Lifesaving Landmark at the Beach

Where can you find the best volunteer lifeguards in the world? Just go to Jacksonville Beach and look for the iconic white tower (a.k.a. “The Peg”) along the ocean. This is home for the American Red Cross Life Saving Corps.

The Corps are dedicated individuals with one purpose, to save lives. To become part of the elite team, there is a rigorous 12 week program that tests both mental and physical toughness. For the small percentage of recruits that pass, the brothers and sisters are part of a lifelong fellowship. A member of the Corps, regardless of sex, is known as a “surfman”. Each surfman is re-certified every year in lifesaving, first aid, and CPR.

The U.S. Life-Saving Corps started in Pablo Beach in 1912. That same year, Woodrow Wilson, candidate for President, was drawing large crowds in Jacksonville. Other current events were the founding of the Girl Scouts and the sinking of the RMS Titanic.  

On April 6th, 1913, Life-Saving Station No. 1 was built on the site of the old Murray Hall Hotel. There were nineteen volunteer lifeguards on patrol since bathers were regularly arriving from Jacksonville by train along the F.E.C. Railroad. Others arrived by automobile via Atlantic Boulevard which had opened in July of 1910. In the upcoming years, Miami and other coastal cities were emulating the original Pablo Beach Corps. In 1925, Pablo Beach was officially changed to Jacksonville Beach.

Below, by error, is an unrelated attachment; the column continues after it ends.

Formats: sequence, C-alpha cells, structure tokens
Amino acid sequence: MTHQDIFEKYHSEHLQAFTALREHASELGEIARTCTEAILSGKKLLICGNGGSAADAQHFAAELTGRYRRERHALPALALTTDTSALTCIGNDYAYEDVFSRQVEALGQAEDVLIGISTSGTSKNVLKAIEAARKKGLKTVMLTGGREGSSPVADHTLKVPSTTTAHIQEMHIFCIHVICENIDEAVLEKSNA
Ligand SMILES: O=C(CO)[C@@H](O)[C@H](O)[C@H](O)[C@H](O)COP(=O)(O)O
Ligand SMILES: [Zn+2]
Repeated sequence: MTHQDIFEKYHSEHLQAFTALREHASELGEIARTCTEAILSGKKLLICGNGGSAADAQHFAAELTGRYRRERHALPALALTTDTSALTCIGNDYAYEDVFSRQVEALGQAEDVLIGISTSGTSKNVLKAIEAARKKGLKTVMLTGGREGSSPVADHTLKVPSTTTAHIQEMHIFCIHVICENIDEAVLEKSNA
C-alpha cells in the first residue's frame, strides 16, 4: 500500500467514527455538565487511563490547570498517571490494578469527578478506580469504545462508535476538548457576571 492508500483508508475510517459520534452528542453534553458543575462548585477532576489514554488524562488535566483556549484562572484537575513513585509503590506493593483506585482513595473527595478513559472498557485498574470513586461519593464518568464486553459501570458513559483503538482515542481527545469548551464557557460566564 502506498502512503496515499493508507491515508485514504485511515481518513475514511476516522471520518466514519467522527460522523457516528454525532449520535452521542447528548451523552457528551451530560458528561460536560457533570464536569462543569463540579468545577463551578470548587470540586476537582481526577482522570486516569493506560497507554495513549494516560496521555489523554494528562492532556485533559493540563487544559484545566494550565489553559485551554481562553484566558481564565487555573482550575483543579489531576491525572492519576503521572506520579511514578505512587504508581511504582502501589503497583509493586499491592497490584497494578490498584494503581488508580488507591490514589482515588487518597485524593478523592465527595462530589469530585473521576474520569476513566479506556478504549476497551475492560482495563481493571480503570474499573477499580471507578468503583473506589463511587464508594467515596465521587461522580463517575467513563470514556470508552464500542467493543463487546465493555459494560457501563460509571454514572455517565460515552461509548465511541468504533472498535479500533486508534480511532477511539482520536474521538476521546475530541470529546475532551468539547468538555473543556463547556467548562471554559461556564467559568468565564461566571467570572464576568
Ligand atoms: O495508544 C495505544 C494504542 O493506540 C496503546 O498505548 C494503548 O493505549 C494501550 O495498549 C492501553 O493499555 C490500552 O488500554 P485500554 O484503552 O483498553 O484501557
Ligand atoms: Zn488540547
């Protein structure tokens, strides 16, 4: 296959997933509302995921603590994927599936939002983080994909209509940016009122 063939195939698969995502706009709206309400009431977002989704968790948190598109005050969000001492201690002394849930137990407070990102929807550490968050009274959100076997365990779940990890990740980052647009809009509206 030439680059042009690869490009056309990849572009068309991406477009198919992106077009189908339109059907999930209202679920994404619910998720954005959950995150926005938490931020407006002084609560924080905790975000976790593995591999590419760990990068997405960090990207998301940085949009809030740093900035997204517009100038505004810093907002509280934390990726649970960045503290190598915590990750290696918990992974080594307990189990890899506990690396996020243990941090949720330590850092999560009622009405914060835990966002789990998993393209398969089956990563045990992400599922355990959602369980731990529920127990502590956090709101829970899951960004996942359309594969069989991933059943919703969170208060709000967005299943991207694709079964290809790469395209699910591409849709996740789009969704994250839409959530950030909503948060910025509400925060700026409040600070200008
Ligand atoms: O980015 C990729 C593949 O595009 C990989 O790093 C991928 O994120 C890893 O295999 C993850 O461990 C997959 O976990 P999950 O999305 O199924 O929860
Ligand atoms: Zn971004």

One of the early Pablo Beach surfmen was Henry Walters. Walters knew he could improve upon the current lifesaving device. At that time, lifeguards were using a donut ring that moved slowly in the water and could not support many people. So in 1919, he invented the “Walters Torpedo Buoy”. The cylindrical device was pointed at both ends and moved with little resistance in the water. The device was buoyant enough to support six people. Walters and his Torpedo Buoy were even featured in Popular Mechanics magazine. The same basic design is still in use today around the world.

The landmark Red Cross building we see today on the original station site was built in 1947. Located at the end of Beach Boulevard, the white washed structure remains a fixture amongst the modern restaurants and bars. The five-story tower with rounded corners is a symbol of longevity and dedication. The black and white photographs on the interior walls are a reminder of the long standing tradition. The proud history of the Corps is alive at Jacksonville Beach.


The Peg


Surfmen, June 2014


Surfman Ryan Karish (2nd Mate) with a Walters Torpedo Buoy.



Another view of The Peg at Jax Beach.

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